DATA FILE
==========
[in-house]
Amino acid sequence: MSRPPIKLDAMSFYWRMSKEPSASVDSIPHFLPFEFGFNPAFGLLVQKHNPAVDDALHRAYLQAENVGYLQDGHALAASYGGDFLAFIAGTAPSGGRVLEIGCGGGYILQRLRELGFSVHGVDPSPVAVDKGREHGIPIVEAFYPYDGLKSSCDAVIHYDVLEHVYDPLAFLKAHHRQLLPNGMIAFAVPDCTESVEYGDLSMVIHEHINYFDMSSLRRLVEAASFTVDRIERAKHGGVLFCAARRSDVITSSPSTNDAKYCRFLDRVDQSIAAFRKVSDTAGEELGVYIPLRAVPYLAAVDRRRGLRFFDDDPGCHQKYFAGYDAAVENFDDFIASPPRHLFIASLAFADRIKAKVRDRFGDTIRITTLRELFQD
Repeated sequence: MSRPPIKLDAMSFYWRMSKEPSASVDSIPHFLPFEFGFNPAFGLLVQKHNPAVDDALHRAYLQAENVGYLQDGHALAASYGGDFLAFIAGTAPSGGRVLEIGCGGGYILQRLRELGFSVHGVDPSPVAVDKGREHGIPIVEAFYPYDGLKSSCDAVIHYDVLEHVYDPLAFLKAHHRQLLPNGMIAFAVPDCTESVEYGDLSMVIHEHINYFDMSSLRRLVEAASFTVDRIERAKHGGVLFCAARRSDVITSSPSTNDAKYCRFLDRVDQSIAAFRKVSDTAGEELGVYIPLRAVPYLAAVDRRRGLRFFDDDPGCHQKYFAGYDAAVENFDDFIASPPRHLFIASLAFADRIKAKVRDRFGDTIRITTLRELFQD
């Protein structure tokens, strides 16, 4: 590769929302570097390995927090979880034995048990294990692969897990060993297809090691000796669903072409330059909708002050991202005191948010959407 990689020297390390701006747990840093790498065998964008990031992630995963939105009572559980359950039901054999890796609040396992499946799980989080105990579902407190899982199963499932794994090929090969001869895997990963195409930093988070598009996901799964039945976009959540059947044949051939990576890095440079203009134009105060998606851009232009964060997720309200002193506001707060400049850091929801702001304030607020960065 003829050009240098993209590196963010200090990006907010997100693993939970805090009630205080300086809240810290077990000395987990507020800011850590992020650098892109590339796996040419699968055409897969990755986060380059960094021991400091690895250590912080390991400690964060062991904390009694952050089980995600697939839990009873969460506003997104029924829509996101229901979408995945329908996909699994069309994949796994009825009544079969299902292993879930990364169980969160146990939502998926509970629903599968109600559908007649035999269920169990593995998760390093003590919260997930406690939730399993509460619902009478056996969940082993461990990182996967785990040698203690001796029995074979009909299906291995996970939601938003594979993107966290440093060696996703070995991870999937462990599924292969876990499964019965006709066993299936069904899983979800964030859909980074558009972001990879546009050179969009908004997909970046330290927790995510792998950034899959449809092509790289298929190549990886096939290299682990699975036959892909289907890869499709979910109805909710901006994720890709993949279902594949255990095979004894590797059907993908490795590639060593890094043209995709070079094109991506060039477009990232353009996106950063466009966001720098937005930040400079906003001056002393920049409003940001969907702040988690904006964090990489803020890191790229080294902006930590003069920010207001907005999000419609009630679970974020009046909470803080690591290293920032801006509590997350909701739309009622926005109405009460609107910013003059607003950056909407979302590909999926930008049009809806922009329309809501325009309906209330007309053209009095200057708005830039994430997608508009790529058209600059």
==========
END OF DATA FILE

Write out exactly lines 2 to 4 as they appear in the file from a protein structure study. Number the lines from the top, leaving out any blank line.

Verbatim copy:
Amino acid sequence: MSRPPIKLDAMSFYWRMSKEPSASVDSIPHFLPFEFGFNPAFGLLVQKHNPAVDDALHRAYLQAENVGYLQDGHALAASYGGDFLAFIAGTAPSGGRVLEIGCGGGYILQRLRELGFSVHGVDPSPVAVDKGREHGIPIVEAFYPYDGLKSSCDAVIHYDVLEHVYDPLAFLKAHHRQLLPNGMIAFAVPDCTESVEYGDLSMVIHEHINYFDMSSLRRLVEAASFTVDRIERAKHGGVLFCAARRSDVITSSPSTNDAKYCRFLDRVDQSIAAFRKVSDTAGEELGVYIPLRAVPYLAAVDRRRGLRFFDDDPGCHQKYFAGYDAAVENFDDFIASPPRHLFIASLAFADRIKAKVRDRFGDTIRITTLRELFQD
Repeated sequence: MSRPPIKLDAMSFYWRMSKEPSASVDSIPHFLPFEFGFNPAFGLLVQKHNPAVDDALHRAYLQAENVGYLQDGHALAASYGGDFLAFIAGTAPSGGRVLEIGCGGGYILQRLRELGFSVHGVDPSPVAVDKGREHGIPIVEAFYPYDGLKSSCDAVIHYDVLEHVYDPLAFLKAHHRQLLPNGMIAFAVPDCTESVEYGDLSMVIHEHINYFDMSSLRRLVEAASFTVDRIERAKHGGVLFCAARRSDVITSSPSTNDAKYCRFLDRVDQSIAAFRKVSDTAGEELGVYIPLRAVPYLAAVDRRRGLRFFDDDPGCHQKYFAGYDAAVENFDDFIASPPRHLFIASLAFADRIKAKVRDRFGDTIRITTLRELFQD
């Protein structure tokens, strides 16, 4: 590769929302570097390995927090979880034995048990294990692969897990060993297809090691000796669903072409330059909708002050991202005191948010959407 990689020297390390701006747990840093790498065998964008990031992630995963939105009572559980359950039901054999890796609040396992499946799980989080105990579902407190899982199963499932794994090929090969001869895997990963195409930093988070598009996901799964039945976009959540059947044949051939990576890095440079203009134009105060998606851009232009964060997720309200002193506001707060400049850091929801702001304030607020960065 003829050009240098993209590196963010200090990006907010997100693993939970805090009630205080300086809240810290077990000395987990507020800011850590992020650098892109590339796996040419699968055409897969990755986060380059960094021991400091690895250590912080390991400690964060062991904390009694952050089980995600697939839990009873969460506003997104029924829509996101229901979408995945329908996909699994069309994949796994009825009544079969299902292993879930990364169980969160146990939502998926509970629903599968109600559908007649035999269920169990593995998760390093003590919260997930406690939730399993509460619902009478056996969940082993461990990182996967785990040698203690001796029995074979009909299906291995996970939601938003594979993107966290440093060696996703070995991870999937462990599924292969876990499964019965006709066993299936069904899983979800964030859909980074558009972001990879546009050179969009908004997909970046330290927790995510792998950034899959449809092509790289298929190549990886096939290299682990699975036959892909289907890869499709979910109805909710901006994720890709993949279902594949255990095979004894590797059907993908490795590639060593890094043209995709070079094109991506060039477009990232353009996106950063466009966001720098937005930040400079906003001056002393920049409003940001969907702040988690904006964090990489803020890191790229080294902006930590003069920010207001907005999000419609009630679970974020009046909470803080690591290293920032801006509590997350909701739309009622926005109405009460609107910013003059607003950056909407979302590909999926930008049009809806922009329309809501325009309906209330007309053209009095200057708005830039994430997608508009790529058209600059």